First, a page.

Attention to Detail

Being a birdwatcher, I have gotten used to paying attention to details. Often, I am awed at the amount of details on a bird: its color, its spots, its barring. I've also learned to pay closer attention to the not-so-obvious details: its eyebrow, its eye ring, its wing bar. All this I have come to appreciate when birding.

Different birds with different details: colors, spots, barring!

This appreciation has escalated a hundredfold on my last birding trip in Calatagan, Batangas. Aside from the birds, I came to appreciate the flowers, trees, and the overwhelming attention to detail of our hostess.

I went with fellow birders Anna, Manny, Trinket, Anthony, and Lanie to Hacienda Balabatican in Calatagan for a weekend to survey the birds in the property. We arrived way past dinner time but were still welcomed with a very fine dinner table setting indicating they prepared a full dinner for us.

Our dining room for that weekend =)

I loved all the details of the dinner table: from the water and wine goblets to the plate charger! Dinner was awesome (loved the beef and mushroom!) and I knew we were going to have one of the most pampered birding trips ever =)

The boys and girls were housed in two separate houses and Trinket and I shared a room. Oh, what a room it was! Again, the attention to detail (and the attention Trinket and I gave all the details!) was overwhelming. Even the bathrooms were prepared so that guests would not be in need of anything that wasn't there already. Forgot your toothbrush? There's one prepared for you. Feel a bit sick? There's a well-stocked medicine basket complete with instructions. No soap? There are four freshly opened bars to choose from.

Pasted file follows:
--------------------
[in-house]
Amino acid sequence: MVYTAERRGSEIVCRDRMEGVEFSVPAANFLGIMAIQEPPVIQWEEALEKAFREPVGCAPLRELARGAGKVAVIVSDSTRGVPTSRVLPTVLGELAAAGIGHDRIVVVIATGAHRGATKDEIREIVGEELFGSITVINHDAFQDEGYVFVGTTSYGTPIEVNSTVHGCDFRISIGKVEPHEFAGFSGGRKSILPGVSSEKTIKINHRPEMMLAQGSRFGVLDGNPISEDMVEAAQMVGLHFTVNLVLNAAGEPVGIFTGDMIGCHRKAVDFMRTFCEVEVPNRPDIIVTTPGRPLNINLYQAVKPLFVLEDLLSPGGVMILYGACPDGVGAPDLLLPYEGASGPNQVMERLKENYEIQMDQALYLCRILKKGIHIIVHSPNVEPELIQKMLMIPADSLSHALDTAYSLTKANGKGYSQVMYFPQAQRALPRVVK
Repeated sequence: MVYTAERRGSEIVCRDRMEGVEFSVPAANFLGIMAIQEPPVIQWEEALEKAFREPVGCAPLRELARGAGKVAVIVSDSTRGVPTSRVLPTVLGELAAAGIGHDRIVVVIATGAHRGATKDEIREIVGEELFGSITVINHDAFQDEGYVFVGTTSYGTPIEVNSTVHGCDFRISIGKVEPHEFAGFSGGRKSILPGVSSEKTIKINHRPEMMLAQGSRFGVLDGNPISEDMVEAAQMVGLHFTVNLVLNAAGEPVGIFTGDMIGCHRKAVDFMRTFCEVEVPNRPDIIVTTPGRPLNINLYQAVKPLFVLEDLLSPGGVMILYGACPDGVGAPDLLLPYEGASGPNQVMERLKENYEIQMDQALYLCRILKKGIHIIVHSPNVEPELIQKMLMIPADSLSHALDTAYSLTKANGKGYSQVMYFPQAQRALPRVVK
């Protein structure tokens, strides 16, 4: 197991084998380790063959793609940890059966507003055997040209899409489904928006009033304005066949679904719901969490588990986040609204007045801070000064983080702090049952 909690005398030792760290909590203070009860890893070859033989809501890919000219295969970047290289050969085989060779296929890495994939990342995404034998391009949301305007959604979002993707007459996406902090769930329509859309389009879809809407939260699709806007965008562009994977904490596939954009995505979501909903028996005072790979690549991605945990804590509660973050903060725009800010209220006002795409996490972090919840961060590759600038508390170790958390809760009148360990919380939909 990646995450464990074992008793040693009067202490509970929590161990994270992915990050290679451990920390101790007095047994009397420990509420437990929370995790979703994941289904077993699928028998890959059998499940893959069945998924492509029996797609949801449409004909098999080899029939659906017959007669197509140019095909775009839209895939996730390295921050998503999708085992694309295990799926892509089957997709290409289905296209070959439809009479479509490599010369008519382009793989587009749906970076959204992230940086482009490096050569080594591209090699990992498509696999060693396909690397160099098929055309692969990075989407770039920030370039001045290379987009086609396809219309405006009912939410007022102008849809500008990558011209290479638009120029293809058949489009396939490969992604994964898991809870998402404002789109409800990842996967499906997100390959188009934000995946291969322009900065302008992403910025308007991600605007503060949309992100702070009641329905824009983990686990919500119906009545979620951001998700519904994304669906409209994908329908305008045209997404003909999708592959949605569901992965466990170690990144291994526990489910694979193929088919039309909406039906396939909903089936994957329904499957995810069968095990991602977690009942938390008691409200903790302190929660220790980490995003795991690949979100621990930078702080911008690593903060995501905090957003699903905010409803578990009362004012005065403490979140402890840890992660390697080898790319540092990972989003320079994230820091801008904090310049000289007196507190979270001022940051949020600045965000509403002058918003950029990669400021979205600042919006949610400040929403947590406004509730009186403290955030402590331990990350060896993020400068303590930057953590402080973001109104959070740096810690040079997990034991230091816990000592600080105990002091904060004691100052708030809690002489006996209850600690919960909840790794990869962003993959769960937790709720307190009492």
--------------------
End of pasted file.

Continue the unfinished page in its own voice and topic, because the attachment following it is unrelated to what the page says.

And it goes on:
This was the bedroom Trinket and I shared.
We picked the room with the smaller beds =)

We woke up refreshed from our canopied beds the following day, ready to bird in the estate. We planned to bird until around 9AM and come back to have breakfast. We weren't able to do that and we ended up birding until around 11!

We made our way around the man-made lake just as the sun was rising
Some Philippine Pygmy Woodpeckers perched
low and very close to us
Waiting for the noisy Clamorous Reed Warbler to show
(It didn't...)
But a Philippine Coucal made a brief appearance among the mangroves

We explored more than half the property that morning. There were areas that were more bird-y than others and we even saw some very active Black-naped Monarchs in one spot. Coppersmith Barbets and Collared Kingfishers would be our background music almost the entire time we were birding!

Aside from the bird calls, I loved the colors we were birding in!

Towards mid-morning, Trinket spotted a mistletoe in full bloom! It was the first time I actually saw the flowers of a mistletoe. They looked so unique! I didn't expect their flowers to look like this:

Mistletoe in bloom! Upon closer inspection, they look like matchsticks!

By this time, it was getting quite hot and we decided to move along. Moving past the mistletoe, we spotted a pair of White-breasted Woodswallows perched on a dead tree. They started spreading their wings as if flying, but not leaving their perch. It was as if they were pretending to fly!

In this area we spotted a kalumpang tree, its branches laden with fruits that have burst open. I learned that the fruits have a quite pungent smell, but this one didn't smell at all. Probably because the fruits were all dried up. We also saw a Paddyfield Pipit perched on a low branch of the kalumpang.

Open fruit of the kalumpang tree